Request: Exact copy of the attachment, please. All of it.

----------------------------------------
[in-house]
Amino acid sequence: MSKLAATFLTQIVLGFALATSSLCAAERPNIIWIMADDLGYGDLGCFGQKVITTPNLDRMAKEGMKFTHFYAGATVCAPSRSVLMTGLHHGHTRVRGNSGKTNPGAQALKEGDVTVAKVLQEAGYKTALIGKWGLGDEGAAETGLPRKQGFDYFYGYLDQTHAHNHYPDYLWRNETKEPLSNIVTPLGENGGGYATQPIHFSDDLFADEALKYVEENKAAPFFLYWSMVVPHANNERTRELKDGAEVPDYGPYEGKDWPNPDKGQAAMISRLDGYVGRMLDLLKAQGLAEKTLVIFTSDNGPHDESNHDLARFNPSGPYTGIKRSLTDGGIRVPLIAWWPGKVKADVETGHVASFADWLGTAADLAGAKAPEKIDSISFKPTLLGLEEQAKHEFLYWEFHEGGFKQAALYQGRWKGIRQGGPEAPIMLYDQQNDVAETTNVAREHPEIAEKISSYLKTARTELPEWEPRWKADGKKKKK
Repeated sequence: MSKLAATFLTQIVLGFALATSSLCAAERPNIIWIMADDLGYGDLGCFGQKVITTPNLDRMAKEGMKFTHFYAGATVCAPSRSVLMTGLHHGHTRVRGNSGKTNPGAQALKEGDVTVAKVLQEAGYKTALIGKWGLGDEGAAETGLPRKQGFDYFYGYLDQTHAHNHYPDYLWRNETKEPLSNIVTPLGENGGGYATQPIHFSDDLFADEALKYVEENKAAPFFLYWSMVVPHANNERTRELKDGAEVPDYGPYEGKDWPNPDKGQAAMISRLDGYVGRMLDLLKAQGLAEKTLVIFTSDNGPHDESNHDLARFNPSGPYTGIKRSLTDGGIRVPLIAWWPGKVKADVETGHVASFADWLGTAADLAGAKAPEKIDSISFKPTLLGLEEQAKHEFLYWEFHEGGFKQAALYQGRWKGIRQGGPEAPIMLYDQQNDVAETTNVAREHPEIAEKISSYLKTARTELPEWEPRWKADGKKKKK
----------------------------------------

[in-house]
Amino acid sequence: MSKLAATFLTQIVLGFALATSSLCAAERPNIIWIMADDLGYGDLGCFGQKVITTPNLDRMAKEGMKFTHFYAGATVCAPSRSVLMTGLHHGHTRVRGNSGKTNPGAQALKEGDVTVAKVLQEAGYKTALIGKWGLGDEGAAETGLPRKQGFDYFYGYLDQTHAHNHYPDYLWRNETKEPLSNIVTPLGENGGGYATQPIHFSDDLFADEALKYVEENKAAPFFLYWSMVVPHANNERTRELKDGAEVPDYGPYEGKDWPNPDKGQAAMISRLDGYVGRMLDLLKAQGLAEKTLVIFTSDNGPHDESNHDLARFNPSGPYTGIKRSLTDGGIRVPLIAWWPGKVKADVETGHVASFADWLGTAADLAGAKAPEKIDSISFKPTLLGLEEQAKHEFLYWEFHEGGFKQAALYQGRWKGIRQGGPEAPIMLYDQQNDVAETTNVAREHPEIAEKISSYLKTARTELPEWEPRWKADGKKKKK
Repeated sequence: MSKLAATFLTQIVLGFALATSSLCAAERPNIIWIMADDLGYGDLGCFGQKVITTPNLDRMAKEGMKFTHFYAGATVCAPSRSVLMTGLHHGHTRVRGNSGKTNPGAQALKEGDVTVAKVLQEAGYKTALIGKWGLGDEGAAETGLPRKQGFDYFYGYLDQTHAHNHYPDYLWRNETKEPLSNIVTPLGENGGGYATQPIHFSDDLFADEALKYVEENKAAPFFLYWSMVVPHANNERTRELKDGAEVPDYGPYEGKDWPNPDKGQAAMISRLDGYVGRMLDLLKAQGLAEKTLVIFTSDNGPHDESNHDLARFNPSGPYTGIKRSLTDGGIRVPLIAWWPGKVKADVETGHVASFADWLGTAADLAGAKAPEKIDSISFKPTLLGLEEQAKHEFLYWEFHEGGFKQAALYQGRWKGIRQGGPEAPIMLYDQQNDVAETTNVAREHPEIAEKISSYLKTARTELPEWEPRWKADGKKKKK